Photographers love soft light and the “wrap around” quality that large modifiers can deliver. We contemplate the large parabolic softbox we need to purchase or the huge umbrella that will help us make window light anywhere. For impactful portraits that are just as compelling maybe it’s time you took a look at hard lighting.
So often big and beautiful lighting is the name of the game in portrait photography, but I believe you’re missing out on some of the most dramatic and intense portraits if you don’t use hard lighting in your work. Coming to you from Daniel Norton is a very quick and easy run down of a small softbox delivering soft and hard lighting in the studio. As Norton gives us his walk through you’ll notice how controlling the lighting with a simple small softbox can allow for a very contrasty image. The five to one lighting ratio leaves some mystery to garner more interest with a sliver of lighting going across the backdrop.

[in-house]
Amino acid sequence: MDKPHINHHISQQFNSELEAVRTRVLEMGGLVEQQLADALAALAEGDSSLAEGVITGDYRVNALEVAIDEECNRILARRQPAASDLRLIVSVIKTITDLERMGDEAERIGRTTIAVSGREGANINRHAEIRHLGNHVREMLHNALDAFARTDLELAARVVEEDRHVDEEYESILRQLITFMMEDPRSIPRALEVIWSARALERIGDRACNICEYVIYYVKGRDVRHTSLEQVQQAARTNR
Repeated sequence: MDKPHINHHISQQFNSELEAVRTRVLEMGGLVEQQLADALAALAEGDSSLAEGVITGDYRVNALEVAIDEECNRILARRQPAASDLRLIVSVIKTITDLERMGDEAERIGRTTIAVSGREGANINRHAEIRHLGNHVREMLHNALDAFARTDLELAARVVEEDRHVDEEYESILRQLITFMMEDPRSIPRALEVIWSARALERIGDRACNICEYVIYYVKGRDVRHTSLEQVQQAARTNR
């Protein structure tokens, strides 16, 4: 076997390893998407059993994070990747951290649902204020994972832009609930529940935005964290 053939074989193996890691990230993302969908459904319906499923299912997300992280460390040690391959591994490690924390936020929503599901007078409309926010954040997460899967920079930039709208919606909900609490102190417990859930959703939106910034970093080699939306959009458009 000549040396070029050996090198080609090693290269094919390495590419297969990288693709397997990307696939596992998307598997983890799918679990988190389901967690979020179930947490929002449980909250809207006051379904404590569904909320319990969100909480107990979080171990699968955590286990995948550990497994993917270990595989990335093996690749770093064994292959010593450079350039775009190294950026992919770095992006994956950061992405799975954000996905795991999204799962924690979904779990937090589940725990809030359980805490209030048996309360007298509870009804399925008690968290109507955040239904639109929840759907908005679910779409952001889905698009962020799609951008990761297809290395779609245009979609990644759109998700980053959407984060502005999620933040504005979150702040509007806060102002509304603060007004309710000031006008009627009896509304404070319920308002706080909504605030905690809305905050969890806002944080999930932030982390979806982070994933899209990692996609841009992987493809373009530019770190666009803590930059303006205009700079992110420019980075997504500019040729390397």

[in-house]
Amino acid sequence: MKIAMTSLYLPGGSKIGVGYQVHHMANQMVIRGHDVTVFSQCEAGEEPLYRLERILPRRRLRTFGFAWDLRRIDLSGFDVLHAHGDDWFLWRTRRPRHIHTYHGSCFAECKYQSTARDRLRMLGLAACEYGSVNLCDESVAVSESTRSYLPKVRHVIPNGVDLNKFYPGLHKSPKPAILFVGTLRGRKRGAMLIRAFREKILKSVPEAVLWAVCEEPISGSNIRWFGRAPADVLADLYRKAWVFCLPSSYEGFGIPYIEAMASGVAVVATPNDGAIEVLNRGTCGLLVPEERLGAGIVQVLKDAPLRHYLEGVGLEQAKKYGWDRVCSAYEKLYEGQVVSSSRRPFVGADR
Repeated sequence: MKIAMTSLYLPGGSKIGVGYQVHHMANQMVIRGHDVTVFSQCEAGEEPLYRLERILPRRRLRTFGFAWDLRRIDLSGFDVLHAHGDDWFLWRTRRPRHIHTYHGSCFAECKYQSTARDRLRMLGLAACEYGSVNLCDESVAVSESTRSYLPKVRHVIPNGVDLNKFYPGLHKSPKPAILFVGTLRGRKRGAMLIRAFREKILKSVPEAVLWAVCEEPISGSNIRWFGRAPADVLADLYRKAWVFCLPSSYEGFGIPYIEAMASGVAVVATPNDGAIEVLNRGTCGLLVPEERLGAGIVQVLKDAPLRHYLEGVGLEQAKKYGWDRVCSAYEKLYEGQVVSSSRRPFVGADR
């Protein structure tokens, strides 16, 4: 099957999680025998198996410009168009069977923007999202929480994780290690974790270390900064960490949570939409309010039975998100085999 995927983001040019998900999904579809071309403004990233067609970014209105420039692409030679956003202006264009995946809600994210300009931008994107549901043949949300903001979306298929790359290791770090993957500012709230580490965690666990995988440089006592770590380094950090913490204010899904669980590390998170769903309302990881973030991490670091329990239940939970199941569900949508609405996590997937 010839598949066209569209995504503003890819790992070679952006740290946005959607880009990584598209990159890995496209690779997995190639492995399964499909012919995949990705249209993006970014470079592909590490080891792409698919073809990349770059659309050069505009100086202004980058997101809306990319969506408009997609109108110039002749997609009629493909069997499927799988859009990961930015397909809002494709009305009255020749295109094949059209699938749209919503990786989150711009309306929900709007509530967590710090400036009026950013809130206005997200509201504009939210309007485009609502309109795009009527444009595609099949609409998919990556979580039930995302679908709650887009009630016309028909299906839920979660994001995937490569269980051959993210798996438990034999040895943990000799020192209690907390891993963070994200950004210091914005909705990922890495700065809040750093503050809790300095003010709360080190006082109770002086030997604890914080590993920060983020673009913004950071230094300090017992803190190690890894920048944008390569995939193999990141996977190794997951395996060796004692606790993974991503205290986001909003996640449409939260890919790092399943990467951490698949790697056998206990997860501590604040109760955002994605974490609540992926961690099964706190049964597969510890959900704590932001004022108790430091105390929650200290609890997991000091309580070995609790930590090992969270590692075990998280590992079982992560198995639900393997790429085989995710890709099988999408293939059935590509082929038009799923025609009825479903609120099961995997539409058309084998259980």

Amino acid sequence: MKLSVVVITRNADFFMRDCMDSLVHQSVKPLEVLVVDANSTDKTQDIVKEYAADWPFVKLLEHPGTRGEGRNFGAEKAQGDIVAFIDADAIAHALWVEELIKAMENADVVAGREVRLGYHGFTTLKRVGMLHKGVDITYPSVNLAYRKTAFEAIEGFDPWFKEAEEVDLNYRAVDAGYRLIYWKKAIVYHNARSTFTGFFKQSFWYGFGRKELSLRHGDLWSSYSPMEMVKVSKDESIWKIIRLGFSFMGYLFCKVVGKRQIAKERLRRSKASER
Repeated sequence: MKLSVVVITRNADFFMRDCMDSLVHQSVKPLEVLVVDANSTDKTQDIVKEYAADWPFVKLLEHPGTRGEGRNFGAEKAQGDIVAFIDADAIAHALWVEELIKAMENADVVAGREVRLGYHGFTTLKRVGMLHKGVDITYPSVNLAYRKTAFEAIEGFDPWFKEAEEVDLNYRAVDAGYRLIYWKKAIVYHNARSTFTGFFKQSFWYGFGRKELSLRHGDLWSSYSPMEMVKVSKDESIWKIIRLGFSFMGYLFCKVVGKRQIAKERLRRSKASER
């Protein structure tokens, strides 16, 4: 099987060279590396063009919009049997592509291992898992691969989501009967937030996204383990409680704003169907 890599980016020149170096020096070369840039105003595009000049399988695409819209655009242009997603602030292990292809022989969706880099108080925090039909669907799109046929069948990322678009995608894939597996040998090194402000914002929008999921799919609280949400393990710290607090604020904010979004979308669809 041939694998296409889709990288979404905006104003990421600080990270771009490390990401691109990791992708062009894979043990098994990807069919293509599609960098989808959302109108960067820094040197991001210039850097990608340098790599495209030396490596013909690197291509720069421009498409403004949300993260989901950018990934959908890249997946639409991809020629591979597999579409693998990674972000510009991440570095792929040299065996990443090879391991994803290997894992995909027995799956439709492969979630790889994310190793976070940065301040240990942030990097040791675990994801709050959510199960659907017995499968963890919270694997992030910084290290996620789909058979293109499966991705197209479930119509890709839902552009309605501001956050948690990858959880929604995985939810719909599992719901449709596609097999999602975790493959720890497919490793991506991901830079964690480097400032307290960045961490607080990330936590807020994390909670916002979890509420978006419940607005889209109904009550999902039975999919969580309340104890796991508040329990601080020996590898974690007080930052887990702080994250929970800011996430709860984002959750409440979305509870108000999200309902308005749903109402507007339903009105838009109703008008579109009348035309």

In follow up to the initial lighting set up we can see the reason to control even a hard light source from impacting the rest of the scene. Using modifiers, Gobos, and feathering the angle of your lighting can allow you to create dramatic and interesting portraiture with even the most simple and smallest modifiers. Norton states this as much when describing the use of the Profoto B1X 500 AirTTL light and the Profoto RFi 1x1.3' Softbox together and explaining that using a soft box can keep your lighting more directional especially when trying to keep the light from spilling on the background.
Have you been working with hard light in your portrait work or do you prefer to go to a large modifier? If you haven't been, are you going to give hard lighting another go after watching Norton’s video breakdown?